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Money, Banks, and the Federal Reserve System

Money, Banks, and the Federal Reserve System

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Money, Banks, and the Federal Reserve System

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  1. Money, Banks, and theFederal Reserve System

  2. McDonald’s Money Problems in Argentina 1 2 3 4 5 • After studying this chapter, you should be able to: Define money and discuss its four functions. Discuss the definitions of the money supply used in the United States today. Explain how banks create checking account deposits. Discuss the three policy tools the Federal Reserve uses to manage the money supply. Explain the quantity theory of money and use it to explain how high rates of inflation occur. LEARNING OBJECTIVES Confidence and trust cannot be taken for granted. …when households and firms lose faith in an official money, it can harm trade and economic activity in an economy.

  3. What Is Money and Why Do We Need It? 1 LEARNING OBJECTIVE Money Assets that people are generally willing to accept in exchange for goods and services or for payment of debts. Asset Anything of value owned by a person or a firm.

  4. What Is Money and Why Do We Need It? Barter and the Invention of Money Commodity money A good used as money that also has value independent of its use as money.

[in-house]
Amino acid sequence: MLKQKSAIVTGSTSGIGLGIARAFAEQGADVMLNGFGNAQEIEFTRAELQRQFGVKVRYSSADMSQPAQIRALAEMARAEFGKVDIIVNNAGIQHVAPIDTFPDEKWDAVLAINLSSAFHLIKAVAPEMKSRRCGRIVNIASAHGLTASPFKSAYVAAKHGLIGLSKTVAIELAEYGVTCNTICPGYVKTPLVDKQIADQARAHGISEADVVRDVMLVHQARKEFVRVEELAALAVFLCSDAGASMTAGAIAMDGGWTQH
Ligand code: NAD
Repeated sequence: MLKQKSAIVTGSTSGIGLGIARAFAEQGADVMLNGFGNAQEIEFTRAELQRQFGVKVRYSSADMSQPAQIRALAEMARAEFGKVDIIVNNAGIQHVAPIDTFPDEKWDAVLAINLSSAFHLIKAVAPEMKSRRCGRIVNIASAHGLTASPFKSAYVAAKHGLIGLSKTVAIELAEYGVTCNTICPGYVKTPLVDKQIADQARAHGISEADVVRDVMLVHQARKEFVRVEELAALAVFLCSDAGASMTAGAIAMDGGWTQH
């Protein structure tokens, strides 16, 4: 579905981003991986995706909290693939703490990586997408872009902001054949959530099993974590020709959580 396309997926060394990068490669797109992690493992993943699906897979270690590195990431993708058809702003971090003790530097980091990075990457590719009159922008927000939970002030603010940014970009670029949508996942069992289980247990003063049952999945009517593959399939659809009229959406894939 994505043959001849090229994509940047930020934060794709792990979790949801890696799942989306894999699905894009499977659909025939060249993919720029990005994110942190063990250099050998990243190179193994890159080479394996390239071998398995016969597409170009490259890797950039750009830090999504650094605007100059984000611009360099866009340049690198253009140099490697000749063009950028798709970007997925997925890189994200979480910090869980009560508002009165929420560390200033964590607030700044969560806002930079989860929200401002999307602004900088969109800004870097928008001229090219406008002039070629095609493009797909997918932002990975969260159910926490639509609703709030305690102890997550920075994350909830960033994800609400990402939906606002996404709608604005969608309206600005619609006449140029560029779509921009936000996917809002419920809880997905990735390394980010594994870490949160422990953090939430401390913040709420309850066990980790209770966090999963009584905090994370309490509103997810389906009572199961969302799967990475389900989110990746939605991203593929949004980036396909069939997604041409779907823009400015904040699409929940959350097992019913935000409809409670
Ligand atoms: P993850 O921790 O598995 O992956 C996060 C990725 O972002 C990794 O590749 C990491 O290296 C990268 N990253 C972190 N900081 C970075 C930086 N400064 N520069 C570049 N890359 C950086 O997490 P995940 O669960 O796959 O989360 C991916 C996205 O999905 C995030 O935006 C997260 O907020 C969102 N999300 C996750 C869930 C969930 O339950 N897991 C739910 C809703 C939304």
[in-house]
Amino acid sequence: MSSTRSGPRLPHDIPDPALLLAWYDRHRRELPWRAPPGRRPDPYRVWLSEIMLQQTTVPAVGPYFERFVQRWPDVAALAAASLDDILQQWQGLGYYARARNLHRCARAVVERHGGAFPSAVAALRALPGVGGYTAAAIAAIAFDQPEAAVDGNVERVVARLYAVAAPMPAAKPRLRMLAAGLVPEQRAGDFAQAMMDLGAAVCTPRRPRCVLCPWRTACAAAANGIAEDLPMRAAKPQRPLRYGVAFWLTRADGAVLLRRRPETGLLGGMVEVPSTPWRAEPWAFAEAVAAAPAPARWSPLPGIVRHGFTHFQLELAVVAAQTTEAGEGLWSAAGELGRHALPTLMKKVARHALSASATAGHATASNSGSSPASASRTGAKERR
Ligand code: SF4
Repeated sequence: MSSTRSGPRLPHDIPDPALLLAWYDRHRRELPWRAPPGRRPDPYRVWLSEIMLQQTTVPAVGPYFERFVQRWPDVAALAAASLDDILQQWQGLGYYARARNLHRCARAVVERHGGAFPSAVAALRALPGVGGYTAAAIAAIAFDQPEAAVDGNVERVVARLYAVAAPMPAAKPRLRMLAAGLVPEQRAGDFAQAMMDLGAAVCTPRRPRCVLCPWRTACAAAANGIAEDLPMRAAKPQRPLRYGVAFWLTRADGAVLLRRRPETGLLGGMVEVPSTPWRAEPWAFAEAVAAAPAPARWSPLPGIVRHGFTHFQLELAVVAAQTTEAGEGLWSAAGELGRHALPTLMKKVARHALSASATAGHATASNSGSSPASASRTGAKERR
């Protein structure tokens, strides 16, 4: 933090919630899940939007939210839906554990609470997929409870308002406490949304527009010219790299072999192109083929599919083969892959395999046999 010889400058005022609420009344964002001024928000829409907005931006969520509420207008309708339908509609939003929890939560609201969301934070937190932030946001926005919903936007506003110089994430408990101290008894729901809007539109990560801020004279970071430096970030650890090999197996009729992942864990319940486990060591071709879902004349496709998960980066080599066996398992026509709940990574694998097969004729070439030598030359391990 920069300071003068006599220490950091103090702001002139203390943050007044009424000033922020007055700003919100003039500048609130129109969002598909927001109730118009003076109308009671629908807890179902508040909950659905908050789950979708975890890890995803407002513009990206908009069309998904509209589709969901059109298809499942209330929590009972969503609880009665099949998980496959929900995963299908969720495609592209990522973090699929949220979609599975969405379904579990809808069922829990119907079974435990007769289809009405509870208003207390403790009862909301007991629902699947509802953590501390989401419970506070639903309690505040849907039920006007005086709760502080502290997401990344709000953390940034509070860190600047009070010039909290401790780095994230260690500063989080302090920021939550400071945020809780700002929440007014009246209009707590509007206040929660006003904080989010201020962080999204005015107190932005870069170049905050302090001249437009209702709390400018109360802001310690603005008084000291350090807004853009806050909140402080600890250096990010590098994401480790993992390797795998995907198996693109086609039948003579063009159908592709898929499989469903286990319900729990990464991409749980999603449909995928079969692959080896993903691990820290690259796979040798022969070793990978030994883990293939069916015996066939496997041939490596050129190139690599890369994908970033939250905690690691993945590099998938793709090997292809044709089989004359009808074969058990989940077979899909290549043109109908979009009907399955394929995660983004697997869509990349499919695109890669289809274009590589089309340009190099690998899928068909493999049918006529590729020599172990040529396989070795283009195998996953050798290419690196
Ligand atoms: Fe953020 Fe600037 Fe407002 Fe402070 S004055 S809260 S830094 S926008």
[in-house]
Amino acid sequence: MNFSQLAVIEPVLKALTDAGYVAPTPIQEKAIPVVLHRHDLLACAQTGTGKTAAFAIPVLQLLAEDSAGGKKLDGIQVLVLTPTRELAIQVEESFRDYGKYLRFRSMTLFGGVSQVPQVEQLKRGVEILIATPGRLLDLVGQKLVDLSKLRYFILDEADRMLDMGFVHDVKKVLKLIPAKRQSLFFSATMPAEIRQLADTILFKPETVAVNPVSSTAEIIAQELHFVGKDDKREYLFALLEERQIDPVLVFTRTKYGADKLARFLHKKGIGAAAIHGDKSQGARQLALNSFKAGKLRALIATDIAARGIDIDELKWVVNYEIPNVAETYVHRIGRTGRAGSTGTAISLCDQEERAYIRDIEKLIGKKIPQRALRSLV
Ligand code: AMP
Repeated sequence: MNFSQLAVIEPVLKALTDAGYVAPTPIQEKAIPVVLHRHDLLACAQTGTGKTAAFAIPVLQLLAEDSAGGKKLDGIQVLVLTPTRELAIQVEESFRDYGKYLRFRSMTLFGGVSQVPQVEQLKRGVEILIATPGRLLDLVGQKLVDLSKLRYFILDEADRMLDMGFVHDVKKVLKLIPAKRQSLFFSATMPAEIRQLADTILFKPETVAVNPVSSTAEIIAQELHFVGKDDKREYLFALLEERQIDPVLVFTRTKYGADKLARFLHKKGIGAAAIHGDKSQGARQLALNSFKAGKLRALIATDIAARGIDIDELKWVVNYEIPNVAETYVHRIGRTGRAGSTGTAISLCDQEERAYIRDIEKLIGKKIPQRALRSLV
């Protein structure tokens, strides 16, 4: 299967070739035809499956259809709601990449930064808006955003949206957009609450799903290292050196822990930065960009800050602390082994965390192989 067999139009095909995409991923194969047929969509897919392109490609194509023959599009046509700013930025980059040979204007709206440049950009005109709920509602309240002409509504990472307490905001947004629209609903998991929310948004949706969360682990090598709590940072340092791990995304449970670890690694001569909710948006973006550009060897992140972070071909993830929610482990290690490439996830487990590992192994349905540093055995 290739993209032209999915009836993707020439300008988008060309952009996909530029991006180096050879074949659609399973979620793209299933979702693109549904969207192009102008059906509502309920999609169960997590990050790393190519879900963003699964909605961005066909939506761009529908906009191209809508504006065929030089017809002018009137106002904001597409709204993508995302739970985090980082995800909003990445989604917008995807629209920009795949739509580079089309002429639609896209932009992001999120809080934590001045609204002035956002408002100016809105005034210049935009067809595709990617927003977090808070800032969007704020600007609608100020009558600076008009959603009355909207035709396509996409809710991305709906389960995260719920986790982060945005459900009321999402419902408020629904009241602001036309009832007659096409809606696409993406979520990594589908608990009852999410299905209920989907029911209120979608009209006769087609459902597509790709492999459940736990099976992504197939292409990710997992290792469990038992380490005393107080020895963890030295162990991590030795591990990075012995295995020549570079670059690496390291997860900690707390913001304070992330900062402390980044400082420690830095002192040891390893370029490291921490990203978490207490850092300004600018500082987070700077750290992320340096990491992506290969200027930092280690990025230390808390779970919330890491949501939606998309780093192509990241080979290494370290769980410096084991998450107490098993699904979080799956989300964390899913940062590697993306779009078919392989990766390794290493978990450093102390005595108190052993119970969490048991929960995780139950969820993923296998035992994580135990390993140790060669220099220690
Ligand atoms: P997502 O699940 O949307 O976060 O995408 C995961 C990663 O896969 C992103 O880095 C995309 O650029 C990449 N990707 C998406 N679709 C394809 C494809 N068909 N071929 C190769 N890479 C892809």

5. 15 - 1 • Money In a World War II • Prisoner-of-War Camp During World War II, cigarettes were used as money in some prisoner-of-war camps.

  6. What Is Money and Why Do We Need It? • The Functions of Money • Anything used as money – whether a deerskin, a cowrie seashell, or a dollar bill – should fulfill the following four functions: • MEDIUM OF EXCHANGE • UNIT OF ACCOUNT • STORE OF VALUE • STANDARD OF DEFERRED PAYMENT

  7. What Is Money and Why Do We Need It? • What Can Serve As Money? • What makes a good suitable to use as a medium of exchange? There are five criteria: • The good must be acceptable to (that is, usable by) most traders. • It should be of standardizedquality, so that any two units are identical. • It should be durable, so that value is not lost by spoilage. • It should be valuable relative to its weight so that amounts large enough to be useful in trade can be easily transported. • Themedium of exchange should be divisible because different goods are valued differently.

  8. What Is Money and Why Do We Need It? • What Can Serve As Money? COMMODITY MONEY FIAT MONEY Fiat moneyMoney, such as paper currency, that is authorized by a central bank or governmental body and that does not have to be exchanged by the central bank for gold or some other commodity money.

  9. 15 - 2 • Money without a Government? The Strange Case of the Iraqi Dinar Many Iraqis continued to use currency with Saddam’s picture on it, even after he was forced from power.

  10. How Do We Measure Money Today? 2 LEARNING OBJECTIVE • M1: The Narrowest Definition of the Money Supply M1 The narrowest definition of the money supply: the sum of currency in circulation, checking account balances in banks, and holdings of traveler’s checks. It includes: 1. All the paper money and coins that are in circulation – meaning what is not held by banks or the government. 2. The value of all checking account balances at banks. 3. The value of traveler’s checks.